The Performance Of Model Averaged Tail Area Confidence Intervals

Commonly in applied statistics, there is some uncertainty as to which explanatory variables should be included in the model. Frequentist model averaging has been proposed as a method for properly incorporating this “model uncertainty” into confidence interval construction. Such proposals have been of particular interest in environmental and ecological statistics.

The earliest approach to the construction of frequentist model averaged confidence intervals was to first construct a model averaged estimator of the parameter of interest consisting of a data-based weighted average of the estimators of this parameter under the various models considered. The model averaged confidence interval is centered on this estimator and has width proportional to an estimate of the standard deviation of this estimator. However, the distributional assumption on which this confidence interval is based has been shown to be completely incorrect in large samples.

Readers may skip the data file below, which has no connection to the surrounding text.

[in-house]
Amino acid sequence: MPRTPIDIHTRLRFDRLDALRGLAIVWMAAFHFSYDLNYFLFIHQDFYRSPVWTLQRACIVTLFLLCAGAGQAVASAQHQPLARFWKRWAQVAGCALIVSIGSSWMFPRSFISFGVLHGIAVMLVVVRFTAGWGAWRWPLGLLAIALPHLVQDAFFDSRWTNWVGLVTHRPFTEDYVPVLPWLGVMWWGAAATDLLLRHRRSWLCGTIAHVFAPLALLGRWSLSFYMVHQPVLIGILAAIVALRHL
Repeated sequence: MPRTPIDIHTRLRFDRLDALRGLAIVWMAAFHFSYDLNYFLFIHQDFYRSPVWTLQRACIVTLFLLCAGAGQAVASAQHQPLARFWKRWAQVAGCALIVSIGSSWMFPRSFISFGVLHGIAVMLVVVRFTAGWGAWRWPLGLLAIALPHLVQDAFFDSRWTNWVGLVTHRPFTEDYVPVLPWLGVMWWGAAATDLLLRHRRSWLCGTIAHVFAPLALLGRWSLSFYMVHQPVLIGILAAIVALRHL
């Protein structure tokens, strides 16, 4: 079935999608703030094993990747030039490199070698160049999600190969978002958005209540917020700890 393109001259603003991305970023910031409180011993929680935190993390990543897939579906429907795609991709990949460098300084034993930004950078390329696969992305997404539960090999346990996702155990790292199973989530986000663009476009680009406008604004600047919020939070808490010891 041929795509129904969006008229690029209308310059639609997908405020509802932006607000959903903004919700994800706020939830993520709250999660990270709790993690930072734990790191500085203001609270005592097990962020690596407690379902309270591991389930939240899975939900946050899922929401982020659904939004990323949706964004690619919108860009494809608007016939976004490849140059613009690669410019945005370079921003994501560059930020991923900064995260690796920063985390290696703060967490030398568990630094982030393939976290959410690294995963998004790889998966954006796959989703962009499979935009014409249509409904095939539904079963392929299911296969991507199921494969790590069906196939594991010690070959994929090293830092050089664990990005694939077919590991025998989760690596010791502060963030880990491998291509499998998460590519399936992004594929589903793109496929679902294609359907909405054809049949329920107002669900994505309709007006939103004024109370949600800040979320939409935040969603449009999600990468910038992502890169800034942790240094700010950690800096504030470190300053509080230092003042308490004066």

An important conceptual advance was made by Fletcher & Turek (2011) and Turek & Fletcher (2012) who put forward the idea of using data-based weighted averages across the models considered of procedures for constructing confidence intervals. In this way the model averaged confidence interval is constructed in a single step, rather than first constructing a model averaged estimator.

We review the work of Kabaila et al (2016, 2017) which evaluates the performance of the model averaged tail area confidence interval of Turek & Fletcher (2012) in the “test scenario” of two nested normal linear regression models. Our assessment of this confidence interval is that it performs quite well in this scenario, provided that the data-based weight function is carefully chosen.


Kabaila, P., Welsh, A.H., & Abeysekera, W. (2016) Model-averaged confidence intervals. Scandinavian Journal of Statistics.

Kabaila, P., Welsh, A.H. and Mainzer, R. (2017) The performance of model averaged tail area confidence intervals. Communications in Statistics – Theory and Methods.